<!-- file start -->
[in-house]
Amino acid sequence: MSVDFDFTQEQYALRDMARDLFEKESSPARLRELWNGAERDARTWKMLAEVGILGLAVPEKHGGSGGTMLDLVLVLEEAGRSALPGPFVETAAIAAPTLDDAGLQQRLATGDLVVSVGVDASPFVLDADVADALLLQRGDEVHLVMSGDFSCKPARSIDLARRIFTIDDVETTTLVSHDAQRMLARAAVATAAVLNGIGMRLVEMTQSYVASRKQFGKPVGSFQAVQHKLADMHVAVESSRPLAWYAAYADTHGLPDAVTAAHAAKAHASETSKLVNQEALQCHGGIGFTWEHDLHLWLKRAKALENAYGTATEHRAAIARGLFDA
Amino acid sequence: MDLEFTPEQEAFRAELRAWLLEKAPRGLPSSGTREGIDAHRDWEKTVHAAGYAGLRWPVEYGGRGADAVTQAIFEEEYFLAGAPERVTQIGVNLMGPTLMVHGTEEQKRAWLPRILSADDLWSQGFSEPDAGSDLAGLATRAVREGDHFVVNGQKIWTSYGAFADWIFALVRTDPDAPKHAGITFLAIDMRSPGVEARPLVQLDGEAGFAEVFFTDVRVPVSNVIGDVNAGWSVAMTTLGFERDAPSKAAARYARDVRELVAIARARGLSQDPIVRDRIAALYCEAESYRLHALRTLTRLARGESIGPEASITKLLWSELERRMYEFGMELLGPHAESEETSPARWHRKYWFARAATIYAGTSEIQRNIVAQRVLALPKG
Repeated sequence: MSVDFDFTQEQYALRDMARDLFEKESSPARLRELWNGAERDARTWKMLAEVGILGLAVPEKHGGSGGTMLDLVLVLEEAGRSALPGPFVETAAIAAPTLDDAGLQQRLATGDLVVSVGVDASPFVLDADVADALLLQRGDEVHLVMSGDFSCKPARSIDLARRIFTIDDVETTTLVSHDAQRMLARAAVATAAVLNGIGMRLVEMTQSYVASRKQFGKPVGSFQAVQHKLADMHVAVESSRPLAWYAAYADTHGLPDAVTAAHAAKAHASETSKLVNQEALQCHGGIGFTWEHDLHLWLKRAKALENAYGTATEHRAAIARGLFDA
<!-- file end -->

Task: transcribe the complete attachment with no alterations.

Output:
[in-house]
Amino acid sequence: MSVDFDFTQEQYALRDMARDLFEKESSPARLRELWNGAERDARTWKMLAEVGILGLAVPEKHGGSGGTMLDLVLVLEEAGRSALPGPFVETAAIAAPTLDDAGLQQRLATGDLVVSVGVDASPFVLDADVADALLLQRGDEVHLVMSGDFSCKPARSIDLARRIFTIDDVETTTLVSHDAQRMLARAAVATAAVLNGIGMRLVEMTQSYVASRKQFGKPVGSFQAVQHKLADMHVAVESSRPLAWYAAYADTHGLPDAVTAAHAAKAHASETSKLVNQEALQCHGGIGFTWEHDLHLWLKRAKALENAYGTATEHRAAIARGLFDA
Amino acid sequence: MDLEFTPEQEAFRAELRAWLLEKAPRGLPSSGTREGIDAHRDWEKTVHAAGYAGLRWPVEYGGRGADAVTQAIFEEEYFLAGAPERVTQIGVNLMGPTLMVHGTEEQKRAWLPRILSADDLWSQGFSEPDAGSDLAGLATRAVREGDHFVVNGQKIWTSYGAFADWIFALVRTDPDAPKHAGITFLAIDMRSPGVEARPLVQLDGEAGFAEVFFTDVRVPVSNVIGDVNAGWSVAMTTLGFERDAPSKAAARYARDVRELVAIARARGLSQDPIVRDRIAALYCEAESYRLHALRTLTRLARGESIGPEASITKLLWSELERRMYEFGMELLGPHAESEETSPARWHRKYWFARAATIYAGTSEIQRNIVAQRVLALPKG
Repeated sequence: MSVDFDFTQEQYALRDMARDLFEKESSPARLRELWNGAERDARTWKMLAEVGILGLAVPEKHGGSGGTMLDLVLVLEEAGRSALPGPFVETAAIAAPTLDDAGLQQRLATGDLVVSVGVDASPFVLDADVADALLLQRGDEVHLVMSGDFSCKPARSIDLARRIFTIDDVETTTLVSHDAQRMLARAAVATAAVLNGIGMRLVEMTQSYVASRKQFGKPVGSFQAVQHKLADMHVAVESSRPLAWYAAYADTHGLPDAVTAAHAAKAHASETSKLVNQEALQCHGGIGFTWEHDLHLWLKRAKALENAYGTATEHRAAIARGLFDA